Kim became very still- A frosty stillness. I’ve never seen her face so emotionless. She had gone dumb. It made me uncomfortable, almost fearful that she was about to flip- what with that homicidal gene she probably had inherited from her mother, or her father for all I knew.

But, I had to hold my ground.

“I’m sorry, Kim, but I don’t have any more to offer than what I’ve already given you.”

“Tell me why!”

“I don’t want to get into…”

“Fuck dat, Kevin,” she snapped; the emotion returning to her face in a furious display. “I wanna know. Yo’ mama wouldn’t say it, and she was right. It ain’t her place tuh say…but it is yo’ place. Be uh man, motherfucker, and tell me. Tell me tuh my goddamn face. Tell me why I ain’t good enough for you.”

Be a man!

Okay. She wanted to hear it. Okay. Okay. Okay…Hear it, then…but the words wouldn’t come out.

Be a man!

I am a man, I said to myself. My own definition of a man, not hers. She was just trying to goad me into saying what she wanted to hear. If I responded then I’d be responding because she’d coerced me into believing that being a man meant explaining your motives to women. But, that’s bullshit. Maybe the man she sought was that kind of man, but I surely wasn’t seeing myself that way.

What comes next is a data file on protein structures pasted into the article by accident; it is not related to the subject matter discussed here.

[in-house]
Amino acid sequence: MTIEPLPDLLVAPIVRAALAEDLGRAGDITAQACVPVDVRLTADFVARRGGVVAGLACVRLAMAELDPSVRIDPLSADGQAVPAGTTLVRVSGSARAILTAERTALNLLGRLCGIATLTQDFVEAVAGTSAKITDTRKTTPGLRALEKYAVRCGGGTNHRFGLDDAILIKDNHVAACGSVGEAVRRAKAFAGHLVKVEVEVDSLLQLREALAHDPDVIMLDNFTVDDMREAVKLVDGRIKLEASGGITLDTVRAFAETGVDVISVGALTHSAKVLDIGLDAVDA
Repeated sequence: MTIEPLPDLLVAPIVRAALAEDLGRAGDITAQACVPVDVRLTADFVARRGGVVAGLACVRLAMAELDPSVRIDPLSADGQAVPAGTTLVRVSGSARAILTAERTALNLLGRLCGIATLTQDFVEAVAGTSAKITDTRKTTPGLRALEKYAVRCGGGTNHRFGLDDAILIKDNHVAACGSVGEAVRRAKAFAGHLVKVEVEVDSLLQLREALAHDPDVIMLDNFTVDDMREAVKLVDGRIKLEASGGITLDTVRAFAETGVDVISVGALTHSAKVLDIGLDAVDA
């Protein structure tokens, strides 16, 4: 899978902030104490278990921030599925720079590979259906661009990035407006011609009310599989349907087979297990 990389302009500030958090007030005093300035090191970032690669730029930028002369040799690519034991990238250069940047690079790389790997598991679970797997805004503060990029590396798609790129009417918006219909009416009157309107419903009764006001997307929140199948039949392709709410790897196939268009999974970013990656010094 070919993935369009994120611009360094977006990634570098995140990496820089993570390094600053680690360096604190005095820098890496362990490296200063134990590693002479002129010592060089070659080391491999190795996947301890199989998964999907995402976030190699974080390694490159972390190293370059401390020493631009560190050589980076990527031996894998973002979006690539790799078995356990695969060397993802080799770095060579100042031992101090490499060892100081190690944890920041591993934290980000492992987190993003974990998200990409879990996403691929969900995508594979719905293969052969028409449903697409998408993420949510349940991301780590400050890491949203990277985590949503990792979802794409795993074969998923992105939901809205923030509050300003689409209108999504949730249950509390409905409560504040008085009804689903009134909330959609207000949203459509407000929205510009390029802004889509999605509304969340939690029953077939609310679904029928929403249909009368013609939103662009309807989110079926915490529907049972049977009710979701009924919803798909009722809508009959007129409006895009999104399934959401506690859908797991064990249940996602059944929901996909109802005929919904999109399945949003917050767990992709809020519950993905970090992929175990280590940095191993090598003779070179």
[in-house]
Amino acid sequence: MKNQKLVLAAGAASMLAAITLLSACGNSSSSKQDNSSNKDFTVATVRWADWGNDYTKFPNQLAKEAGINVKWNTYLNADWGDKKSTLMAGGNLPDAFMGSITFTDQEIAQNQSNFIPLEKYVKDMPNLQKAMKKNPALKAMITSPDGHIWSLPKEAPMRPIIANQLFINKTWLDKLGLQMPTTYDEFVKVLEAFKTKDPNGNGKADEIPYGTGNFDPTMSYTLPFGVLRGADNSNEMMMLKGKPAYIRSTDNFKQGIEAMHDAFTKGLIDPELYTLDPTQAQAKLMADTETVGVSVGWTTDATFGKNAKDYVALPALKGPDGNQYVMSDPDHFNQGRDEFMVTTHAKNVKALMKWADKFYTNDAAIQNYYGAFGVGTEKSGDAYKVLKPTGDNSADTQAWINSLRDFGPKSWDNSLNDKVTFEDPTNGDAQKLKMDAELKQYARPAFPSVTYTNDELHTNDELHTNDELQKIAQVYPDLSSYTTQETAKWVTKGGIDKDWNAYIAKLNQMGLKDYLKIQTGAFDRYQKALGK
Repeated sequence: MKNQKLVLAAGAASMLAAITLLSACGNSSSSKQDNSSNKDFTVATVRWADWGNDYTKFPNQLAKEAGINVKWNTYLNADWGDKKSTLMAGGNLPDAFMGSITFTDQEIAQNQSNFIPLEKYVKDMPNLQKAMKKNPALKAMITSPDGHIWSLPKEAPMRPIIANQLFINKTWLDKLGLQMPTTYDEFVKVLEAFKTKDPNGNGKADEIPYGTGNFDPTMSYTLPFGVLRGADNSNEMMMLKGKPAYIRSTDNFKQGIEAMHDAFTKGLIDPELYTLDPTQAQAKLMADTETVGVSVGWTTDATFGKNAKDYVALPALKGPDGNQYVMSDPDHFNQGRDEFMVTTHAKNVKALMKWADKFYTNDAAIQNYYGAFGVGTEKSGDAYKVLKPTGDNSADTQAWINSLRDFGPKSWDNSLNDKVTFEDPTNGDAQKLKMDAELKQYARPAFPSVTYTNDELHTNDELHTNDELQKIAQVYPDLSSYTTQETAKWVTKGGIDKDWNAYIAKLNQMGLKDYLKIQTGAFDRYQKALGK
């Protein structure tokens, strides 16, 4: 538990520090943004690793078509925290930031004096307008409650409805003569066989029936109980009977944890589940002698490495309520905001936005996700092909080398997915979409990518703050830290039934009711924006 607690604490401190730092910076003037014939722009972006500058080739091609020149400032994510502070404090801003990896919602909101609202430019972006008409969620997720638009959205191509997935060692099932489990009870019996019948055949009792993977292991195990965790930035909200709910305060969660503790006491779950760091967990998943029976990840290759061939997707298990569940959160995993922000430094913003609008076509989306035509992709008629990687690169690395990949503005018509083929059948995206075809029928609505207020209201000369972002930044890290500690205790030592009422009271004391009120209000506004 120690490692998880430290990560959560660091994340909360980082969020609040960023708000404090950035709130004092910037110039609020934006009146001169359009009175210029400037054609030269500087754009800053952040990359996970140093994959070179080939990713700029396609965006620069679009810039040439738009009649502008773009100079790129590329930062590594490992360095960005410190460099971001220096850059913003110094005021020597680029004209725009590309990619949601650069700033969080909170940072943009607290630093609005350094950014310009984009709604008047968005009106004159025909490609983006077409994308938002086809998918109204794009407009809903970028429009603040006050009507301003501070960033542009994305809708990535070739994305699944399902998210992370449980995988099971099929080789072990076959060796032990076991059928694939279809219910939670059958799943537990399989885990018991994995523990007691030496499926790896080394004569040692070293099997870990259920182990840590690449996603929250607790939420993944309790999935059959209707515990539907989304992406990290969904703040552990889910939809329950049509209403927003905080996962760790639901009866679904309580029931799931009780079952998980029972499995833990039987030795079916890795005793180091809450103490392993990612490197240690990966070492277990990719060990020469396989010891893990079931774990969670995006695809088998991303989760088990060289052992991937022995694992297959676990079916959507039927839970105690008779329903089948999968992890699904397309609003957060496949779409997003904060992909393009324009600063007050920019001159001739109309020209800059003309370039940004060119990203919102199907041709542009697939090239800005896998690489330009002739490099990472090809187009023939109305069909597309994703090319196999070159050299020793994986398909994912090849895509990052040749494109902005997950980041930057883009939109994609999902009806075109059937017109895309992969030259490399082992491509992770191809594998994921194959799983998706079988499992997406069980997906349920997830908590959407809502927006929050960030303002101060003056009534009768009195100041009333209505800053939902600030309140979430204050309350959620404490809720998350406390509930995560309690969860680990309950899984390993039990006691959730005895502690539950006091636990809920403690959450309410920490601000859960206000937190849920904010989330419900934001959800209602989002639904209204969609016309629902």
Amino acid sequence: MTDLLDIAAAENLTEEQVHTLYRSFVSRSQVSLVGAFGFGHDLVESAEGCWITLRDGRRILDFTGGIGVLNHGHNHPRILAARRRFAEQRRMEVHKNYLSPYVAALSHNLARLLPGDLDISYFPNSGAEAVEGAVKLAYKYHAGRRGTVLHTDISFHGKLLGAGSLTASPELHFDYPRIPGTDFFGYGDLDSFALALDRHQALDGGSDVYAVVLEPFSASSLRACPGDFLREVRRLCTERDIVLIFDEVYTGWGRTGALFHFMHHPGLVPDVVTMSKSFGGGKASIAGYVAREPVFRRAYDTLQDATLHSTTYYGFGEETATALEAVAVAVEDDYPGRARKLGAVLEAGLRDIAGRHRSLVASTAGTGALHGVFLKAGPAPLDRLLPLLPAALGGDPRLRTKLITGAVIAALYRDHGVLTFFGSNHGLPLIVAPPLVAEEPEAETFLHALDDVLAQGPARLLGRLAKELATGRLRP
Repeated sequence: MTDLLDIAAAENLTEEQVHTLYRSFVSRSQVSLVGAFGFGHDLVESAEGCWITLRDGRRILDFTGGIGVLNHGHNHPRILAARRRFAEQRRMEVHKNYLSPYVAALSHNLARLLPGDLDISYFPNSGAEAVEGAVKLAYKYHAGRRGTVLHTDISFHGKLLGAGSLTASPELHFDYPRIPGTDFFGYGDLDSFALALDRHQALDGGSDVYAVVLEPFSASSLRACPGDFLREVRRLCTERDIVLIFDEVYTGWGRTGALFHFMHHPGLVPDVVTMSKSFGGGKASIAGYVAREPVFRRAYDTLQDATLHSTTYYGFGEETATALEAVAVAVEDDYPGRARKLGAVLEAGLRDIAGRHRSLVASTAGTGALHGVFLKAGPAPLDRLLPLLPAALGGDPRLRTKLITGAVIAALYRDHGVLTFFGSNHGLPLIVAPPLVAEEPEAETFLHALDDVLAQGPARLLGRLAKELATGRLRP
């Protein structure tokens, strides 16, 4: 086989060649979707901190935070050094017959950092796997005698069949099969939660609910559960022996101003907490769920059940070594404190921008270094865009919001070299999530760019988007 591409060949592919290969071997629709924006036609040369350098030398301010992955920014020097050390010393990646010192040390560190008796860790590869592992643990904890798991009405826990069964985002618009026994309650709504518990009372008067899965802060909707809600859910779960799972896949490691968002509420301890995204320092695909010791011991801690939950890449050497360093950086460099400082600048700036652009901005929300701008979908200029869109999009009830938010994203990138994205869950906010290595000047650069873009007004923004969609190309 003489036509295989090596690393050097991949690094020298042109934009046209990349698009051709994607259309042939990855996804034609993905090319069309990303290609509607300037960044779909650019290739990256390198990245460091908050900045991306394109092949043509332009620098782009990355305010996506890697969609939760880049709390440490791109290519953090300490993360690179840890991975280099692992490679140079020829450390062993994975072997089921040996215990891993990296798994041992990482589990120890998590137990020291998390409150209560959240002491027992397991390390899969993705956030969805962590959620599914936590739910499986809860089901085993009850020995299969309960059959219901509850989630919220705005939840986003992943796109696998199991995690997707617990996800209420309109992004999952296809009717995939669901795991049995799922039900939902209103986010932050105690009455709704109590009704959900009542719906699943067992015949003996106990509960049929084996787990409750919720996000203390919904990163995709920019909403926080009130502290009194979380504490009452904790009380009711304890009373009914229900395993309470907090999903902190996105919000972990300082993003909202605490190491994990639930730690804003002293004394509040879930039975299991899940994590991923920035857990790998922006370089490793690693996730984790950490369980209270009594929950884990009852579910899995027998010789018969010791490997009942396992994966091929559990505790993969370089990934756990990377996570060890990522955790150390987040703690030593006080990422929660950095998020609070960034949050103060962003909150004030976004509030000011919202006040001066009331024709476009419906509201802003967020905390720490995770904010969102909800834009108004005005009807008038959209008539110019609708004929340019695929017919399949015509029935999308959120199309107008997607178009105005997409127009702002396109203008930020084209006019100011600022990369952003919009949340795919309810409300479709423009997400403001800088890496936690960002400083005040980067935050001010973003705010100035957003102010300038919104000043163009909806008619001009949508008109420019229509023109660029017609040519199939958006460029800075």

“Kim, you’re just going to have to accept the fact that it’s over. We gave it a shot but it’s not going to happen.”

She looked shocked. Like she hadn’t realized that this was the talk, the end. Like she’d believed that we’d just been airing some issues.

“You cutting me off? You…you dumping me?”

When she put it that way I thought of her mother and brother. Oh shit. Stupid. This was supposed to be handled with care. But, there’s no really nice way to break off a…whatever we had. A liaison. Or, like Bill Cosby had said of his extramarital affair, a rendezvous. If Coz could use it, why couldn’t I?

“Oh, you think dis shit is funny. I’m just uh big fuckin’ joke to you, huh?”

I didn’t realize that I’d laughed aloud. Kim stormed into the bedroom and started putting on her clothes. I stood there like a statue watching her. She was mumbling something beneath her breath. All I could make out were the words, “laugh now, muthafucker.”